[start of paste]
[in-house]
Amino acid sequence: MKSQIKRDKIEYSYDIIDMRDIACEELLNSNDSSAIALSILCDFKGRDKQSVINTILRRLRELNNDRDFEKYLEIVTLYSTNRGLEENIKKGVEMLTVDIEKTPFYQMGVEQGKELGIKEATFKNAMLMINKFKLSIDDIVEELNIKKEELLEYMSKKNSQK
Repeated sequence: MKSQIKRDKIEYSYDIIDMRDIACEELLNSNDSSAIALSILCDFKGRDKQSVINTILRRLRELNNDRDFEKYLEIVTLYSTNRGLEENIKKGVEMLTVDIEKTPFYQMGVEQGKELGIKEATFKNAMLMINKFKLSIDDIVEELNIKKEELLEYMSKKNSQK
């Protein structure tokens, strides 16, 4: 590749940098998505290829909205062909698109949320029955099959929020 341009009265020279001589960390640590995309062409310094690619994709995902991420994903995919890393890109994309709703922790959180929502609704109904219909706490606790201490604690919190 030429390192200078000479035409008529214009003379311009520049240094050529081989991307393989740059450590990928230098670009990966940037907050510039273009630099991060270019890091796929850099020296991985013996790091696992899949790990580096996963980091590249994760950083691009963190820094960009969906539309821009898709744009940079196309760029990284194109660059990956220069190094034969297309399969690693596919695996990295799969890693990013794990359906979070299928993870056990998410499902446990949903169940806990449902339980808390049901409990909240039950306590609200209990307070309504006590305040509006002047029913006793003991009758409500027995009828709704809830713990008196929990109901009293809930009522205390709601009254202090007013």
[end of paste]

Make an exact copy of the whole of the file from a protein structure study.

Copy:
[in-house]
Amino acid sequence: MKSQIKRDKIEYSYDIIDMRDIACEELLNSNDSSAIALSILCDFKGRDKQSVINTILRRLRELNNDRDFEKYLEIVTLYSTNRGLEENIKKGVEMLTVDIEKTPFYQMGVEQGKELGIKEATFKNAMLMINKFKLSIDDIVEELNIKKEELLEYMSKKNSQK
Repeated sequence: MKSQIKRDKIEYSYDIIDMRDIACEELLNSNDSSAIALSILCDFKGRDKQSVINTILRRLRELNNDRDFEKYLEIVTLYSTNRGLEENIKKGVEMLTVDIEKTPFYQMGVEQGKELGIKEATFKNAMLMINKFKLSIDDIVEELNIKKEELLEYMSKKNSQK
């Protein structure tokens, strides 16, 4: 590749940098998505290829909205062909698109949320029955099959929020 341009009265020279001589960390640590995309062409310094690619994709995902991420994903995919890393890109994309709703922790959180929502609704109904219909706490606790201490604690919190 030429390192200078000479035409008529214009003379311009520049240094050529081989991307393989740059450590990928230098670009990966940037907050510039273009630099991060270019890091796929850099020296991985013996790091696992899949790990580096996963980091590249994760950083691009963190820094960009969906539309821009898709744009940079196309760029990284194109660059990956220069190094034969297309399969690693596919695996990295799969890693990013794990359906979070299928993870056990998410499902446990949903169940806990449902339980808390049901409990909240039950306590609200209990307070309504006590305040509006002047029913006793003991009758409500027995009828709704809830713990008196929990109901009293809930009522205390709601009254202090007013």